What Businesses Should Know About Qui Tam & The False Claims Act?

What Businesses Should Know About Qui Tam & The False Claims Act? | The Enterprise World

“Qui tam” is an abbreviation of the Latin expression “qui tam pro domino rege quam pro se ipso in hac parte sequitur,” which means “one who sues for the king as well as for himself.”

In line with this idea, qui tam lawsuits are civil cases brought by informants on behalf of the US government against a person or business that has deceived the government. The lawsuit aims to recover damages for the government’s losses, and the first qui tam plaintiff is entitled to a share of the eventual court settlement.

False Claims Act

The False Claims Act is a federal law that is the foundation for qui tam litigation. Under this act, a whistleblower has the right to submit a federal complaint describing how the person or business in question has deceived the government.

The defendant will not receive a notice of the complaint. Only the court, the whistleblower’s lawyers, and federal authorities will have access to the case while it is still under seal.

The US Department of Justice (DOJ) will assess the case after the initial complaint is made and decide whether or not to intervene. If the Department intervenes, they will take up the case entirely.

If the DOJ chooses not to step in, the whistleblower has the right to pursue the matter independently. The latter option will demand significantly more effort from the whistleblower’s lawyers; however, if the case wins, the whistleblower will have access to a more significant share of the settlement.

1. Qui Tam Lawsuit Examples

Qui tam lawsuits against businesses that mislead the government include examples like:

What Businesses Should Know About Qui Tam & The False Claims Act? | The Enterprise World

●    Overbilling for Products or Services

You may bring a qui tam action if you are aware of a business charging excessively high prices for goods or services. Similar situations entail businesses billing for products or services but never delivering them.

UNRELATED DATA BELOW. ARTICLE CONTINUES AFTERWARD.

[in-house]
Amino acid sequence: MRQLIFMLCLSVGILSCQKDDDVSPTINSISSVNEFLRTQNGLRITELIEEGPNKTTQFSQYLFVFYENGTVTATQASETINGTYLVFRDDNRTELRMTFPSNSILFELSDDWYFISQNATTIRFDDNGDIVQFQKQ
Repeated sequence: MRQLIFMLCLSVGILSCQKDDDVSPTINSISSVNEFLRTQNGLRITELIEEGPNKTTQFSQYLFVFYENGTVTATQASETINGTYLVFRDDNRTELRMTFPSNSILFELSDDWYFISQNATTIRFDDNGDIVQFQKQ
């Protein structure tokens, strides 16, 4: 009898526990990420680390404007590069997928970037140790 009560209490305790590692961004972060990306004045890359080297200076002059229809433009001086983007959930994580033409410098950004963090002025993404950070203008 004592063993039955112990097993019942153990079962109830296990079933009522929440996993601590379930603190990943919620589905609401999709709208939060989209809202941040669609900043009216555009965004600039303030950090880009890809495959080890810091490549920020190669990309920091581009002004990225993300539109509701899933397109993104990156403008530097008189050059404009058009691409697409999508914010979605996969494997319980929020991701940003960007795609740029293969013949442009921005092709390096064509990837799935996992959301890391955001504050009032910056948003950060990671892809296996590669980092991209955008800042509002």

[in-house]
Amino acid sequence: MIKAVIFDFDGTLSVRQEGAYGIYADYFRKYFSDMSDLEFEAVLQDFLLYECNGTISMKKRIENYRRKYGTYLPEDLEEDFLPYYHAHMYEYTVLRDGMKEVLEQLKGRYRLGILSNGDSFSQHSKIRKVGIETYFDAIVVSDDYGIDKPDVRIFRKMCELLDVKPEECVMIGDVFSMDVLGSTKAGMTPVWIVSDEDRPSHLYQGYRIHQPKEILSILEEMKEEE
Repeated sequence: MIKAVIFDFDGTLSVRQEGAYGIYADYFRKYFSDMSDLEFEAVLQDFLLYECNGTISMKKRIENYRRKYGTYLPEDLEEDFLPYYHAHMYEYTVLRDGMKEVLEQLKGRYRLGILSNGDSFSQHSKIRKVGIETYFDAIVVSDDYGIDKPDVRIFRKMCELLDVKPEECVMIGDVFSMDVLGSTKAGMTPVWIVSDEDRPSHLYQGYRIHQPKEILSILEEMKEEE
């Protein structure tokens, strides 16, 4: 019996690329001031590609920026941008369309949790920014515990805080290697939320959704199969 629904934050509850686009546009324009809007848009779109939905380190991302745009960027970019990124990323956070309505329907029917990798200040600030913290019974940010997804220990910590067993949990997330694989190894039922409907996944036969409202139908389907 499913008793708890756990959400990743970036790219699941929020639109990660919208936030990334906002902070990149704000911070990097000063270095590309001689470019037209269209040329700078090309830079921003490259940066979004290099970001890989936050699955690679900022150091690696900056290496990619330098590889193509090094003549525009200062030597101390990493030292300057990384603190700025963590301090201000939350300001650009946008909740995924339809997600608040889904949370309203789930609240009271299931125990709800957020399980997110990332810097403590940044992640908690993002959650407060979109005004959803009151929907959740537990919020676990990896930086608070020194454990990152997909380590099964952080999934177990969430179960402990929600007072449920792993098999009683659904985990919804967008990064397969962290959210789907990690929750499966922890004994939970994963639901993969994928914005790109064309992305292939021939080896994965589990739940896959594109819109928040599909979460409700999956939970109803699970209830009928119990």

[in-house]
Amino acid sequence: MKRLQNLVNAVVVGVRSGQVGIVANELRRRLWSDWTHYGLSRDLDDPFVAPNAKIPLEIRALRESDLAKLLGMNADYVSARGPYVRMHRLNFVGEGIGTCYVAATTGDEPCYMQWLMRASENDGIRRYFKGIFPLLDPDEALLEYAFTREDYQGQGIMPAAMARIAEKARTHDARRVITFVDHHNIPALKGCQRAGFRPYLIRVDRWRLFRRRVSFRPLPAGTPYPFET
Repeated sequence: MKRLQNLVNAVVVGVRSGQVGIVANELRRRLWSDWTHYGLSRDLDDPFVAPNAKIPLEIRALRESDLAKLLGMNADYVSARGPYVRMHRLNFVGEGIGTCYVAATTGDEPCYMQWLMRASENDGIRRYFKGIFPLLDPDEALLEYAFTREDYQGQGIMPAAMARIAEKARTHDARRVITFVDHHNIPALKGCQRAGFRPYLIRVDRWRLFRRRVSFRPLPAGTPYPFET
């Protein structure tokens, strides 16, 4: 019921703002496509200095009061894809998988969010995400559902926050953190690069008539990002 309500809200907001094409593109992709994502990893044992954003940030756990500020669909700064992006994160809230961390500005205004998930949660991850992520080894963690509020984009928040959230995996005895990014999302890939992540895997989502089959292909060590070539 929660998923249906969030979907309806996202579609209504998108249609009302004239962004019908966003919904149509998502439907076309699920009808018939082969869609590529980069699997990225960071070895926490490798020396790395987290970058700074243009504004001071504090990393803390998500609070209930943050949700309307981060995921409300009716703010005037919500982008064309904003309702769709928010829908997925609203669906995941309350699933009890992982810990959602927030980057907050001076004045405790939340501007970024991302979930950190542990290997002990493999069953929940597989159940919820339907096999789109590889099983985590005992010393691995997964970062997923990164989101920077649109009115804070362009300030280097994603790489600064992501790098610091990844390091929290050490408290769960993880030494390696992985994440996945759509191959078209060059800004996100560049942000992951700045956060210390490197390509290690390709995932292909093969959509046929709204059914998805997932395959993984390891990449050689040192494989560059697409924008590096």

●    Overcharging for Prescription Medication

Some pharmacies engage in “padding,” raising prices covertly before making a sale. That could also entail not correctly testing their meds or rating their quality improperly.

●    Fraud against the Medicaid program

This serious offense carries stiff penalties, including possible jail time. Medicaid fraud entails deliberately disseminating incorrect information to get medical treatment or services. Exploiting another person’s medical information to receive healthcare benefits from a government program constitutes another instance of medical identity theft.

●    Medicare fraud

It is the purposeful misappropriation of a government program by physicians, healthcare professionals, or even Medicare enrollees. They might be tricking the program into receiving payments that have yet to be approved or even payments that are more than the approved amount. For example, a physician might charge Medicare for an MRI even though they did an X-ray.

●    Executing tax fraud or Evading taxes

Tax fraud happens when people or organizations employ shady tactics to evade paying taxes. Tax fraud schemes include people or businesses lying to the Internal Revenue Service (IRS) about their revenue.

If you are accused of or want to report a company for committing such fraudulent offenses, you should hire an experienced qui tam lawyer to help you with your case. Legal professionals from reputable firms like Wieand Law Firm LLC are skilled at navigating the system and can help you with Qui tam actions.

2. Qui Tam Court Case Reward

The False Claims Act permits damages up to three times the amount of fraud (known as treble damages). Depending on their involvement in the case, the whistleblower is entitled to a 15-30 percent incentive of that total.

The whistleblower will get 15–25 percent of the final settlement or judgment if the DOJ gets involved; 25–30 percent of the final settlement if the DOJ stays out of it. If the whistleblower suffered retaliation due to the qui tam litigation, the whistleblower also has a right to personal damages from the defendant.

3. Statute of Limitations for Qui Tam

The statute of limitations for qui tam claims is based on whether or not the general public or/and the government knows about the alleged fraud.

What Businesses Should Know About Qui Tam & The False Claims Act? | The Enterprise World

The action must be filed within six years of the fraudulent behavior when the alleged fraud is recognized (for instance, the litigation against the defendant was ongoing when the whistleblower chose to come forward). The whistleblower has up to ten years to pursue a qui tam lawsuit if the alleged wrongdoing is unknown.

By allowing them to keep a part of any money collected, qui tam cases encourage people to come forward. Speaking with a qualified lawyer is essential if you are the target of a quit tam litigation. These legal professionals can examine the allegations and decide how best to respond.

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